What we do
At Minus18, we aim to improve the lives of lesbian, gay, bisexual, trans and intersex (LGBTI) youth; to empower them, connect them with others and help them understand themselves. We do this through events, supporting resources, and campaigns. Each year our events and resources reach more than 160,000 youth right across Australia.Minus18 has two key philosophies underlying the management of all projects:
1. YOUTH EMPOWERING YOUTH.
Minus18 believe that the best and most effective way to empower young people is for other young people to be the ones engaging with them. As such, all Minus18 projects are imagined, organised and run by the Minus18 Crew to foster a real sense of connection.
2. SOCIAL INCLUSION.
Social isolation due to location, bullying and homophobia can lead to mental illness and lack of confidence. Minus18 combat social isolation through providing a place where young people feel they belong and are 100% safe. Participation in Minus18 events and programs has been reported to improve mental wellbeing and confidence in LGBTI young people.
Why we do it
Being LGBTI isn’t always easy, and it can be even more confusing and isolating when you don’t know other people who are going through the same experiences as you. Unfortunately, because of homophobia and isolation, SSAGD young people experience higher rates of mental illness and suicide than heterosexual young people.
75% of LGBTI young people in Australia experience homophobic or transphobic abuse due to their identity.
80% of this abuse occurs at school.
As a result, LGBTI young people are 2x more likely to experience anxiety or depression and 3x more likely to attempt suicide.
We know that the best remedy for social isolation is to provide a place where LGBTI youth can make friends in a safe and fun atmosphere. While Minus18 is promoted to young people as a social environment, it’s really so much more. We’re about improving the mental wellbeing of young people, increases their self-confidence and overall making their lives better.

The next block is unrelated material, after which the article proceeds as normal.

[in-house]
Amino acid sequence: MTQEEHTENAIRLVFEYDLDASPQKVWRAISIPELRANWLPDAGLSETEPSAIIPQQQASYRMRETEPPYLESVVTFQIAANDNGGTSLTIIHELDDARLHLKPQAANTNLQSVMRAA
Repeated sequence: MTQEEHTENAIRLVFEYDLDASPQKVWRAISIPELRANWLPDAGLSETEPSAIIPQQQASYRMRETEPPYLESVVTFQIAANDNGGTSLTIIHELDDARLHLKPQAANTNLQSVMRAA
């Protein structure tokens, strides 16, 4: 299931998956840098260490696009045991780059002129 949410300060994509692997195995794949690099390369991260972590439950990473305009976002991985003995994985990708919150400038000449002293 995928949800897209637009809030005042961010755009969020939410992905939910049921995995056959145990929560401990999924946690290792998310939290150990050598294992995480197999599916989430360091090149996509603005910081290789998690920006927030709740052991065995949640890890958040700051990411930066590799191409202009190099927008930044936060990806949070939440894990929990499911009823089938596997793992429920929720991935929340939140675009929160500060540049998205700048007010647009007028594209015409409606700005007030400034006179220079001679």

Who we work with
As the peak body for LGBTI youth, Minus18 work with a number of organisations all over Australia, supporting sexual and gender diversity. We also work in partnerships to ensure safety and support at our events and through our projects.
The City of Melbourne
The Victorian Government Office for Youth
The Victorian Government Department of Health
Victorian AIDS Council / Gay Men's Health Center
The Reach Foundation
The GH Hotel
The Victorian Police Gay and Lesbian Liaison Officers
The HEY Project
Safe Schools Coalition Victoria
Rainbow Network Victoria
Zoe Belle Gender Center
A huge and very valid concern for parents is for the safety of their son or daughter attending a Minus18 event. Since we first started in 1998, Minus18 has not had a major incident. Our partner organisations listed above have seen the work we do and truly believe in the benefit of Minus18 - enough to recommend us as safe and essential. These providers also give us strict guidelines on how to run our events, to ensure the physical and mental safety of your son or daughter. Additionally, our larger events all have:
• Youth workers and youth support team available for young people who need support
• Strict drug, alcohol and smoke free policies
• Registered crowd controllers and trained first aid personnel.
• All Minus18 volunteers and staff comply with the Victorian working with children laws and regulations.
How we started